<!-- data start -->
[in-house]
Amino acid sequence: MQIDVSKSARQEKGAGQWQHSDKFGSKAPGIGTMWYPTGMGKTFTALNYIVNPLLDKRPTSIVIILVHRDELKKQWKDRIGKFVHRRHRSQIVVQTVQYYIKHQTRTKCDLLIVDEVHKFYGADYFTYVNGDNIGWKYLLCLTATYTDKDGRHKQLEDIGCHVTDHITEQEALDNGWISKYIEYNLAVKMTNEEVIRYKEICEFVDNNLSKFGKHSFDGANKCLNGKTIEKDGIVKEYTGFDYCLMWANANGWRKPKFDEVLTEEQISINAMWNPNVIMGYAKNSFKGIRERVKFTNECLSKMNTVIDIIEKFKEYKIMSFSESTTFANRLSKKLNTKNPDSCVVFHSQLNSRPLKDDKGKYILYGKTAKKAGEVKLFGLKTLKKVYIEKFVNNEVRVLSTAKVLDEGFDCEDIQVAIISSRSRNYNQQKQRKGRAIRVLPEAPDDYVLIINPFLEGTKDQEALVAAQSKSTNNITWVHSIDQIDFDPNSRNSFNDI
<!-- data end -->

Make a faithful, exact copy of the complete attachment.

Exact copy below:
[in-house]
Amino acid sequence: MQIDVSKSARQEKGAGQWQHSDKFGSKAPGIGTMWYPTGMGKTFTALNYIVNPLLDKRPTSIVIILVHRDELKKQWKDRIGKFVHRRHRSQIVVQTVQYYIKHQTRTKCDLLIVDEVHKFYGADYFTYVNGDNIGWKYLLCLTATYTDKDGRHKQLEDIGCHVTDHITEQEALDNGWISKYIEYNLAVKMTNEEVIRYKEICEFVDNNLSKFGKHSFDGANKCLNGKTIEKDGIVKEYTGFDYCLMWANANGWRKPKFDEVLTEEQISINAMWNPNVIMGYAKNSFKGIRERVKFTNECLSKMNTVIDIIEKFKEYKIMSFSESTTFANRLSKKLNTKNPDSCVVFHSQLNSRPLKDDKGKYILYGKTAKKAGEVKLFGLKTLKKVYIEKFVNNEVRVLSTAKVLDEGFDCEDIQVAIISSRSRNYNQQKQRKGRAIRVLPEAPDDYVLIINPFLEGTKDQEALVAAQSKSTNNITWVHSIDQIDFDPNSRNSFNDI